Thermionic fuel element pressure vessel
A pressure vessel for nuclear energy powered thermionic fuel elements is disclosed. An inner cylindrical nuclear fuel heat source is surrounded by cylindrical layers of, in outward order, an emitter, a gap, a collector, an insulator and a cladding layer. A hexagonal pressure vessel surrounds the other parts of the thermionic fuel element and forms liquid metal coolant passages between the inside corners of the hexagon and the cladding. Longitudinally, each thermionic fuel element comprises a middle active zone between two 20% enriched uranium zones to reduce the critical mass of the system for safety. Beryllium zone endcaps act as neutron reflectors and further reduce the critical mass. A plurality of thermionic fuel elements is arrayed into a reactor core with brazed together pressure vessel hexagon sides. In the event of a leak, or other coolant flow failure, the pressure vessel sides act as thermal conduction fins and transfer waste heat to adjacent pressure vessels where coolant flow has not failed.
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BACKGROUND OF THE INVENTION
The present invention relates generally to thermionic energy conversion systems, and more specifically to a novel pressure vessel for nuclear energy powered thermionic fuel elements that, as part of a nuclear reactor core made of an array of thermionic fuel elements, provides a nuclear reactor core with true redundancy and that is highly resistant to single point failures.
Thermionic converters directly convert thermal energy, or heat, into electrical energy, or electricity, by heating a metallic emitter to sufficiently high temperatures so that electrons escape the emitter and flow to a cooler collector. The heat source for conversion to electricity may be any of several types, including exothermic chemical reactions and the heat of nuclear fission. In order to promote efficient operation of a thermionic converter to generate useful amounts of electrical power, the converter must not only generate the large amounts of heat needed to energize the hot side thermionic emitter, but must also provide means for rejecting waste heat from the cold side collector.
Nuclear fission powered thermionic converters often have a core made of an array of individual thermionic fuel elements. Each thermionic fuel element, or TFE, typically is a cylinder having a center of fissionable fuel surrounded, in outward order, by cylindrical layers of an emitter, a gap, a collector, an insulator and an outer protective shell. A cylindrical vent, or snorkle, generally extends through the centerline of the fuel for venting gaseous fission products. Conventional cooling systems for cooling the converters enclose the core array of thermionic fuel elements inside a single large pressure vessel. Liquid metal coolant, typically a sodium-potassium alloy or lithium, is circulated through the core around and between the individual thermionic fuel elements, and then between the core and a remote heat exchanger. A single electromagnetic coolant pump and expansion accumulator is generally used to circulate the coolant. This conventional system is, however, subject to single point failure in that a leak anywhere in the cooling system, or a pump or accumulator failure, destroys the entire system. This is particularly undesirable because the primary expected use for nuclear fission powered thermionic converters is in outer space, where extreme reliability is required.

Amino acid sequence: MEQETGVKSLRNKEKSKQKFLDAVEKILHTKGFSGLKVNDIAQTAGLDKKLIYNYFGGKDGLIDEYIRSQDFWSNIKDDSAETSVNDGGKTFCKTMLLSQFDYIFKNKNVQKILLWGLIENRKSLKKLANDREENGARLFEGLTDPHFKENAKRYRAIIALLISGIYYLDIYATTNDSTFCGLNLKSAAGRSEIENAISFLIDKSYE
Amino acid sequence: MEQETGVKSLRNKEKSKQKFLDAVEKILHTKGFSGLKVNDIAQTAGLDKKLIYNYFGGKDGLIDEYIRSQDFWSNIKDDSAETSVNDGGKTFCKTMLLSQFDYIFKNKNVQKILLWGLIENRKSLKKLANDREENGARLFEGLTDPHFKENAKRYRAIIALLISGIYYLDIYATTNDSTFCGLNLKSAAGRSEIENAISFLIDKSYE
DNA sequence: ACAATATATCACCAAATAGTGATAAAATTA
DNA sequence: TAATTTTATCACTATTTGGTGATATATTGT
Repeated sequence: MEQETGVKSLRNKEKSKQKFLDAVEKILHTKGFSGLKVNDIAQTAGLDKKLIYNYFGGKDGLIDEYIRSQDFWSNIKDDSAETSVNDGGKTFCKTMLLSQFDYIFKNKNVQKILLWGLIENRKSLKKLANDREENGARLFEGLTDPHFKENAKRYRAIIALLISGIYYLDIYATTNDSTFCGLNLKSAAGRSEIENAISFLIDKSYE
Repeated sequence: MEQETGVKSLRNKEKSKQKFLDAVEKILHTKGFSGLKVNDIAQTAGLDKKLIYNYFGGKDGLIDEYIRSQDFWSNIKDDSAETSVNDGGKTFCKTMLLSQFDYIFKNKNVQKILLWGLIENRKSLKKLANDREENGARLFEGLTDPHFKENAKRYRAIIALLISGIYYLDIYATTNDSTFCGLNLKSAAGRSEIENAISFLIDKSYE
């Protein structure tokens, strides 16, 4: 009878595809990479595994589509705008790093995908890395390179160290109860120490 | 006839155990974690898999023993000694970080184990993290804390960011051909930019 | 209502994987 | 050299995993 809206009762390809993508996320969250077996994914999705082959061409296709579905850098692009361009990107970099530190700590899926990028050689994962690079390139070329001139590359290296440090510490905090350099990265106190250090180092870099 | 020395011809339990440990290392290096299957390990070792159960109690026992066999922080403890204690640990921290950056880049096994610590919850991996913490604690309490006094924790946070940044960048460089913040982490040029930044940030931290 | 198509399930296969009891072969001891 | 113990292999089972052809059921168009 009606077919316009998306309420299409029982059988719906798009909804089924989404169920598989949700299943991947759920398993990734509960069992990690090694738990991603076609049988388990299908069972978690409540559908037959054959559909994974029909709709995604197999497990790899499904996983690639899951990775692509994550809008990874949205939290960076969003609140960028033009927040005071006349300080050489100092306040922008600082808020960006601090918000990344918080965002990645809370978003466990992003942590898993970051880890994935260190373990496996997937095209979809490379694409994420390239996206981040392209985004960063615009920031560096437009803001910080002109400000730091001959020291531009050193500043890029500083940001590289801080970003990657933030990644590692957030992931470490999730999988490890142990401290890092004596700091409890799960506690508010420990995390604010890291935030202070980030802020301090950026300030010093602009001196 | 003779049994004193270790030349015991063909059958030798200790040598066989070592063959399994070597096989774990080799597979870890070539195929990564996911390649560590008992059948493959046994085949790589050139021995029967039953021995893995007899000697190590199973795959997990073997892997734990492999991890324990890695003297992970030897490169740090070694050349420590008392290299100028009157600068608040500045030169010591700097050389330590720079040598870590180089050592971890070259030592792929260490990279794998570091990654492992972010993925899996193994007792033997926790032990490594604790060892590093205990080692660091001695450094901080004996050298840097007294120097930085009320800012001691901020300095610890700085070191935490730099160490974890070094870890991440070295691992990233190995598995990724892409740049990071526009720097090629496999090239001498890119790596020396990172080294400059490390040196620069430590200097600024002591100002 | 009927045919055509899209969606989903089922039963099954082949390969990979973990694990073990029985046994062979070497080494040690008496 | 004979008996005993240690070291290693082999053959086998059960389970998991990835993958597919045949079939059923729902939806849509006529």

Prior art attempted solutions include adding heat pipes to the core to remove waste heat, thereby eliminating the single liquid metal loop. Unfortunately, these attempts have merely created new problems. For example, to accommodate the heat pipes, particularly heat pipes placed inside individual thermionic fuel elements, the elements have had to be substantially redesigned away from successful state-of-the-art designs. Also, in the event of failure of a single heat pipe, waste heat will travel through an alternate path that typically will result in a several hundred degree increase in the temperature of nuclear fuel in that path. Further, in the event of a possible space launch accident, in which the heat pipes may be sheared off at the reactor, the resulting large voids may fill with water causing the reactor to possibly go critical. The presence of unplanned or unwanted water in a reactor is dangerous because water generally acts as a neutron moderator, slowing down the fission-produced high velocity neutrons, which normally escape the reactor without reaction, to slower thermal neutrons which can trigger further fission reactions and cause unwanted or runaway chain reactions. This danger is particularly acute with so-called out-of-core systems where the heat absorbing evaporator end of a heat pipe is positioned inside a reactor core and the heat emitting condenser end of the heat pipe is the inside heat source of a thermionic converter.
Thus it is seen that there is a need for nuclear fission powered thermionic fuel elements and cores that provide redundancy and do not have single point failure modes.
It is, therefore, a principal object of the present invention to provide a nuclear fission powered thermionic fuel element that, combined with other thermionic fuel elements in a reactor core, has redundancy and eliminates single point failure modes.
It is another object of the present invention to provide a nuclear fission powered thermionic fuel element that combines its other features and advantages with high resistance to runaway chain reactions in the event of non-operational sudden and accidental destruction.
It is a feature of the present invention that it provides an extremely robust reactor, in that the reactor will be able to endure much operational damage and still continue to work adequately and, if the damage is too severe, fail gradually without catastrophic failure.
It is another feature of the present invention that it provides a modular reactor that can easily be scaled up or down to meet different power requirements.